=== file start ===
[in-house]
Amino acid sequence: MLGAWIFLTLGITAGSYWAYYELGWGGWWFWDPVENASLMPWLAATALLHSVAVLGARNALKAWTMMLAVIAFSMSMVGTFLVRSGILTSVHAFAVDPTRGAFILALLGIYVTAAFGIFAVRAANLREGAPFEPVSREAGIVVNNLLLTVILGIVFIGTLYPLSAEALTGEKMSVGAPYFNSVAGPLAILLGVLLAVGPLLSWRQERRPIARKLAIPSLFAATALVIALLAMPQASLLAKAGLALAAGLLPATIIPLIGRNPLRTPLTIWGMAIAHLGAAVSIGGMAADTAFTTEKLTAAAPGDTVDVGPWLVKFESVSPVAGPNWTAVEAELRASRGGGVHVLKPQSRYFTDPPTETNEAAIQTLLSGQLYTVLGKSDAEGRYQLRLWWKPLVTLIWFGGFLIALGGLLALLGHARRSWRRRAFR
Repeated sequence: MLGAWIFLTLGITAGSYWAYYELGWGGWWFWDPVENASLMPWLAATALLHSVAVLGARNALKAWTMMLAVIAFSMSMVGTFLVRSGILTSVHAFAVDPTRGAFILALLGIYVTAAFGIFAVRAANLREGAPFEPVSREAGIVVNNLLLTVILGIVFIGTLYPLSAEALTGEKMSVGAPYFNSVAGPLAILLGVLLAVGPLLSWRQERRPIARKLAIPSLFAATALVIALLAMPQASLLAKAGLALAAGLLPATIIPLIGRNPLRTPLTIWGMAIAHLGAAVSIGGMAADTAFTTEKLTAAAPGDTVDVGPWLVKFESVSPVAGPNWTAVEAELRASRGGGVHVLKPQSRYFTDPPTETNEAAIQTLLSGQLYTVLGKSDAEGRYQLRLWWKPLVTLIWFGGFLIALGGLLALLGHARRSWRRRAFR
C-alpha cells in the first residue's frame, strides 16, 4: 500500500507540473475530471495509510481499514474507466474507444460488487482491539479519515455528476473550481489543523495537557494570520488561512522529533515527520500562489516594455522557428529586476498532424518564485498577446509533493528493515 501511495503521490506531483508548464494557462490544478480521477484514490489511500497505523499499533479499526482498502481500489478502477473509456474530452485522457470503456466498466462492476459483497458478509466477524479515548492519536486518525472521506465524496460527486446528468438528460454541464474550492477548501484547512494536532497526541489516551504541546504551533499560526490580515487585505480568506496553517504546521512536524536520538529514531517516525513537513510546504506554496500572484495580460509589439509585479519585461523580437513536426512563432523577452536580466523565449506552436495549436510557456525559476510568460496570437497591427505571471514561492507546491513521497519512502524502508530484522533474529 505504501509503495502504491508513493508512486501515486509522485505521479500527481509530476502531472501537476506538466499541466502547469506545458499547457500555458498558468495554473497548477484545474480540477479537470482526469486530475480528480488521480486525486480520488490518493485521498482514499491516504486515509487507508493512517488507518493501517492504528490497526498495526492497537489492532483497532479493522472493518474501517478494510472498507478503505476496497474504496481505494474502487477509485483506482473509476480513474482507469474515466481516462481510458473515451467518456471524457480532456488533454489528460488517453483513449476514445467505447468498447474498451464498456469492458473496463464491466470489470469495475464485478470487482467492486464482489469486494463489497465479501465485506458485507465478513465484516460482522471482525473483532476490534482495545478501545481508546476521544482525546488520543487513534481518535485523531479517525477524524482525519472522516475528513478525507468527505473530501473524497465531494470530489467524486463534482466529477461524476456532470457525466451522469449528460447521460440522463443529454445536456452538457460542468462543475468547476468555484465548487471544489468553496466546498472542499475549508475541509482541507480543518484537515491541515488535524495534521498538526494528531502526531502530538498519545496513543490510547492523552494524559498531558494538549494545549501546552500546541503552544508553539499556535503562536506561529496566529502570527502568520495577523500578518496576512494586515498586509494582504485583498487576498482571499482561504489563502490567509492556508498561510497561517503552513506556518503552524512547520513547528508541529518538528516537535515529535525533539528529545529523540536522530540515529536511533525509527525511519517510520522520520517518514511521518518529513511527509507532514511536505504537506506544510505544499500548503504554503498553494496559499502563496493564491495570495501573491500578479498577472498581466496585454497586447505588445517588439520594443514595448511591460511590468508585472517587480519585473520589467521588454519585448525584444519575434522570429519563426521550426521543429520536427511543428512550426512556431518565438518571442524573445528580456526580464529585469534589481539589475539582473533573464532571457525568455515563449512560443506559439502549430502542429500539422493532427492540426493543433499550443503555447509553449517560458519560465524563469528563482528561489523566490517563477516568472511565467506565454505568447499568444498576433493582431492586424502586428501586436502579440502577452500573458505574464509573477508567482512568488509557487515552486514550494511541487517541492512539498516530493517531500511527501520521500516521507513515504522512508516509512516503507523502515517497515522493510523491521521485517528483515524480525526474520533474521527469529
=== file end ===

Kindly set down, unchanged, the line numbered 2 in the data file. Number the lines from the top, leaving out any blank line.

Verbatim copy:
Amino acid sequence: MLGAWIFLTLGITAGSYWAYYELGWGGWWFWDPVENASLMPWLAATALLHSVAVLGARNALKAWTMMLAVIAFSMSMVGTFLVRSGILTSVHAFAVDPTRGAFILALLGIYVTAAFGIFAVRAANLREGAPFEPVSREAGIVVNNLLLTVILGIVFIGTLYPLSAEALTGEKMSVGAPYFNSVAGPLAILLGVLLAVGPLLSWRQERRPIARKLAIPSLFAATALVIALLAMPQASLLAKAGLALAAGLLPATIIPLIGRNPLRTPLTIWGMAIAHLGAAVSIGGMAADTAFTTEKLTAAAPGDTVDVGPWLVKFESVSPVAGPNWTAVEAELRASRGGGVHVLKPQSRYFTDPPTETNEAAIQTLLSGQLYTVLGKSDAEGRYQLRLWWKPLVTLIWFGGFLIALGGLLALLGHARRSWRRRAFR